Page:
The World Health Organization (WHO) announced on Monday that it is holding an emergency meeting to debate whether the outbreak of a new coronavirus in China should be declared an international public health emergency.
Earlier Monday, China confirmed that the newly-identified virus had been transmitted between humans, infected more than 200 people, including 14 health care workers, killed three and crossed international borders to sicken four people.
Alarm was first raised by the discovery that the cause of the new illness was a virus related to SARS, which killed nearly 800 people in worldwide in 2003.
Health officials in the US last week announced that the three major airports (JFK, San Francisco and LAX) that receive the most flights from Wuhan, China, the epicenter of the outbreak, would begin screening all passengers arriving from the region.
Now, as China gears up for the Lunar Year on Saturday, a time of increased travel and potentially for accelerated transmission of the virus, the WHO considers what, if any, guidance to issue to the international community.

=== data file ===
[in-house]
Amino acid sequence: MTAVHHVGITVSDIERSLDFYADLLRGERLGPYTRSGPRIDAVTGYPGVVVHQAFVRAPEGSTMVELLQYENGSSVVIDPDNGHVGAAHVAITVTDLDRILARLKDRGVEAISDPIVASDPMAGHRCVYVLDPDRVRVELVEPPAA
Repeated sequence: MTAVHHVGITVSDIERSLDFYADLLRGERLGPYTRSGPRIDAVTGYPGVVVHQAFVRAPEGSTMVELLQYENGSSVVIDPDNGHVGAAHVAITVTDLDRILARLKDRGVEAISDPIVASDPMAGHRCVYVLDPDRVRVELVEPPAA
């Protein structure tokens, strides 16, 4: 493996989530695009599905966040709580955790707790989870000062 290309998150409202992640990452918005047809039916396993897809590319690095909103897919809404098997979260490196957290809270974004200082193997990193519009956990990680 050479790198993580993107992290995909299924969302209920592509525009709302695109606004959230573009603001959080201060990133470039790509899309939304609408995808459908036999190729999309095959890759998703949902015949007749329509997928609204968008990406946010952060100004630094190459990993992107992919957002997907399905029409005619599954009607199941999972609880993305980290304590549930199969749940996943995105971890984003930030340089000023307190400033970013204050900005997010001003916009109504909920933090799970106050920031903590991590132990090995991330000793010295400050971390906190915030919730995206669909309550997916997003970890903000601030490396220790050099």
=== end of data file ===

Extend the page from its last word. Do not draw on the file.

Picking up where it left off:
President Xi Jinping said curbing the outbreak and saving
lives was a top priority as the number of patients more than tripled and a
third person died.
Adding to the difficulties of containing it, hundreds of millions of Chinese will be travelling domestically and abroad during the Lunar New Year holiday that starts this week.
Authorities around the globe, including in the United States and many Asian countries, have stepped up screening of travelers from Wuhan, the central city where the virus was first discovered.
Authorities confirmed a total of 217 new cases of the virus in China as of 6pm local time on Monday, state television reported, 198 of which were in Wuhan.
Five new cases were confirmed in Beijing and 14 more in Guangdong province, the report said. Another statement confirmed a new case in Shanghai, bringing the number of known cases worldwide to 222
The virus belongs to the same family of coronaviruses as Severe Acute Respiratory Syndrome (SARS), which killed nearly 800 people globally during a 2002/03 outbreak that also started in China.
Its symptoms include fever and difficulty in breathing, which are similar to many other respiratory diseases and pose complications for screening efforts.